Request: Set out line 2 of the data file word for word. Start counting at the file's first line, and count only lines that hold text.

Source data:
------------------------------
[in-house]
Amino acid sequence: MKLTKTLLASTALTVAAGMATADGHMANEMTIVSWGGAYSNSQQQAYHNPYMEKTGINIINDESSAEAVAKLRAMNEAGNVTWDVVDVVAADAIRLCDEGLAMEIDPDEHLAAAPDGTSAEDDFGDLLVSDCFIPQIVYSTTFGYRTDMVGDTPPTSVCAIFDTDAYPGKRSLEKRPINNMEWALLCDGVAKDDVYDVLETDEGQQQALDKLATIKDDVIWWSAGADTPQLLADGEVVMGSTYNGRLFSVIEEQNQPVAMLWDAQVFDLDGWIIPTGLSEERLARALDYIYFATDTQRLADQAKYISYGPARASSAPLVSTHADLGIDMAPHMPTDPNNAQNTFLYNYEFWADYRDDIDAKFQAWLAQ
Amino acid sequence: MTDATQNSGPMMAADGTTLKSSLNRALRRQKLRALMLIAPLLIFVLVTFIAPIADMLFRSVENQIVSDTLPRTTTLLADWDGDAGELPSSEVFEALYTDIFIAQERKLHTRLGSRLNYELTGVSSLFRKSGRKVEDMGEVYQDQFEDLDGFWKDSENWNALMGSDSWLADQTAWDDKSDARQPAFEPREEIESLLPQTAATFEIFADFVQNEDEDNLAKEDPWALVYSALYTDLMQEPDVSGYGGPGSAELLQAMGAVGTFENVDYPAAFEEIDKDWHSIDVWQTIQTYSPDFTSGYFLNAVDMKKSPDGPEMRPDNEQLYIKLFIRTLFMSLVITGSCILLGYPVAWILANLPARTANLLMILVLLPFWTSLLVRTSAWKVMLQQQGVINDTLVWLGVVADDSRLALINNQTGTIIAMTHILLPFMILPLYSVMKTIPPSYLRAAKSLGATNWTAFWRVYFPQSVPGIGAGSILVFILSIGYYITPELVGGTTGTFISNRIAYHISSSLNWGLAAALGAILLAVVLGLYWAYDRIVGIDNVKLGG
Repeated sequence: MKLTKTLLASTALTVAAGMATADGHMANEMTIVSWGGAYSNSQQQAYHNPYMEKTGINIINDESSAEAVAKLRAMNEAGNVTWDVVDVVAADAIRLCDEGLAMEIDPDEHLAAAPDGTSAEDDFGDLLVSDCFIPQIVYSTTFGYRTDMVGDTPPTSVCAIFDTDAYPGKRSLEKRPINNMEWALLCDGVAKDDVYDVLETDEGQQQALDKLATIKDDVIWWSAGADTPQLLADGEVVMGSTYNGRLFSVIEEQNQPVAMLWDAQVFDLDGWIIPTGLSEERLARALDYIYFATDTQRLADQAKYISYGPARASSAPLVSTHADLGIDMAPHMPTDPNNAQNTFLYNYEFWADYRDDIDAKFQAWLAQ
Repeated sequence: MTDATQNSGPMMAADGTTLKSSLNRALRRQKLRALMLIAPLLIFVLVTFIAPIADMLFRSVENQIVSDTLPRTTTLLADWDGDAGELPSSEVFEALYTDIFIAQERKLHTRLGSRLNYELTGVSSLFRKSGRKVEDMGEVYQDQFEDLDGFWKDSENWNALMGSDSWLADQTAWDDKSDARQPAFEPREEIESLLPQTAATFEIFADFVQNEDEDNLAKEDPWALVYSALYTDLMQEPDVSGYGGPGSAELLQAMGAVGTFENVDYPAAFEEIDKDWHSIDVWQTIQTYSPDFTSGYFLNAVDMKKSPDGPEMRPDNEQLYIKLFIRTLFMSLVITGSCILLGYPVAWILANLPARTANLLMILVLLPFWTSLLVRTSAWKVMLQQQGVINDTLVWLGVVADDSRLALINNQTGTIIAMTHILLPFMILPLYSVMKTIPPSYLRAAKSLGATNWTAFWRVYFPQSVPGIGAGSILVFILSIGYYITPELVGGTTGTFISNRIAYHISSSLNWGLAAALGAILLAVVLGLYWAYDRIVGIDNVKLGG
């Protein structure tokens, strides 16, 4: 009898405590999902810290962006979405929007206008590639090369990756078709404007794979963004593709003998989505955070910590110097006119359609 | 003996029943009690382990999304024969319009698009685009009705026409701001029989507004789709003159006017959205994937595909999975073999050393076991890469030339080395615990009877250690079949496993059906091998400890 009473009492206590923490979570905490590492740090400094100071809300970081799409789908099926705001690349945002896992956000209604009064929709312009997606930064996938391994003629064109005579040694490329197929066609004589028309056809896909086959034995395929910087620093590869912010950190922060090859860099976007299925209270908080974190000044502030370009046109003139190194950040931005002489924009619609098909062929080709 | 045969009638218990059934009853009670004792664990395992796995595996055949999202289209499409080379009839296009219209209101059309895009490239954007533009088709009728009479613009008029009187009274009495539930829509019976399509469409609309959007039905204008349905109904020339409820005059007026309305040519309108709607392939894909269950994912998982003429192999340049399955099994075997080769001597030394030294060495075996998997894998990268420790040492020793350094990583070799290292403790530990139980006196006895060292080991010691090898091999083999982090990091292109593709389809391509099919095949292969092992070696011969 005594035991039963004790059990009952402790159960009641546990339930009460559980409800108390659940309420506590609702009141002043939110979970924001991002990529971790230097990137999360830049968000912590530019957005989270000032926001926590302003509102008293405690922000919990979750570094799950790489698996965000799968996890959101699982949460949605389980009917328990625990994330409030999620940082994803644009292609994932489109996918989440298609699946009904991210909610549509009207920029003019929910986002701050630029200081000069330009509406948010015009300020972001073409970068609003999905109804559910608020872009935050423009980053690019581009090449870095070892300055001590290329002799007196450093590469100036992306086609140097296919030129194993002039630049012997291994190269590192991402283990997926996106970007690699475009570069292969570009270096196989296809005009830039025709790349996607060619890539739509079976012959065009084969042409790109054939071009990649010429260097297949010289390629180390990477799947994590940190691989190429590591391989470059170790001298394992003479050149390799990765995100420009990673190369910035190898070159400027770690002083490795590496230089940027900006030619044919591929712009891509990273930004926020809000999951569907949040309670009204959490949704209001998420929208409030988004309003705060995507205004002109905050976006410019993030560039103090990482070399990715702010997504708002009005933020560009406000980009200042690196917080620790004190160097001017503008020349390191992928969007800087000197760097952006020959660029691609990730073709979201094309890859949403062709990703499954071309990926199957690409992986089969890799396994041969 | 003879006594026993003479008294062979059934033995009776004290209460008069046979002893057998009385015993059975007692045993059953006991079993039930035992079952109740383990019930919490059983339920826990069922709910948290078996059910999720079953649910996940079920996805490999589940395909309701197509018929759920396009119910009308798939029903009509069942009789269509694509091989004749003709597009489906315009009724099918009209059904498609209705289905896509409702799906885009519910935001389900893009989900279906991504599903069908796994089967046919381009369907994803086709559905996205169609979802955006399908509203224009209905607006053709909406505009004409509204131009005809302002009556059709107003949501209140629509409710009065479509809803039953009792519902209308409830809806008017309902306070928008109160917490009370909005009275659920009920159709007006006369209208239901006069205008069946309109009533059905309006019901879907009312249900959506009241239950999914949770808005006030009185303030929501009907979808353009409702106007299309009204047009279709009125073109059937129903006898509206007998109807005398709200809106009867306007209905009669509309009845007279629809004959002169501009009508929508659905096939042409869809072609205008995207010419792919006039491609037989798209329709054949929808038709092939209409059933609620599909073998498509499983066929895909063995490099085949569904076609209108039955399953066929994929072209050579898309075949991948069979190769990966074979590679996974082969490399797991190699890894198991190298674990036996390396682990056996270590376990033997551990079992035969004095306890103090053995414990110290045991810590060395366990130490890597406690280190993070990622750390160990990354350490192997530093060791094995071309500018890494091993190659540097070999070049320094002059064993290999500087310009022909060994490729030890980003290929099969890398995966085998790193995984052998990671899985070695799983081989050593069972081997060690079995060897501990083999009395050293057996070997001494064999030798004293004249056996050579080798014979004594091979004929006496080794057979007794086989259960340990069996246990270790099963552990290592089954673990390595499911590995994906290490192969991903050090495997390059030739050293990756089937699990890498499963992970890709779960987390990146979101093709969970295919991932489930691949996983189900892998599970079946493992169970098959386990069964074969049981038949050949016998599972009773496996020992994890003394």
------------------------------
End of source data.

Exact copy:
Amino acid sequence: MKLTKTLLASTALTVAAGMATADGHMANEMTIVSWGGAYSNSQQQAYHNPYMEKTGINIINDESSAEAVAKLRAMNEAGNVTWDVVDVVAADAIRLCDEGLAMEIDPDEHLAAAPDGTSAEDDFGDLLVSDCFIPQIVYSTTFGYRTDMVGDTPPTSVCAIFDTDAYPGKRSLEKRPINNMEWALLCDGVAKDDVYDVLETDEGQQQALDKLATIKDDVIWWSAGADTPQLLADGEVVMGSTYNGRLFSVIEEQNQPVAMLWDAQVFDLDGWIIPTGLSEERLARALDYIYFATDTQRLADQAKYISYGPARASSAPLVSTHADLGIDMAPHMPTDPNNAQNTFLYNYEFWADYRDDIDAKFQAWLAQ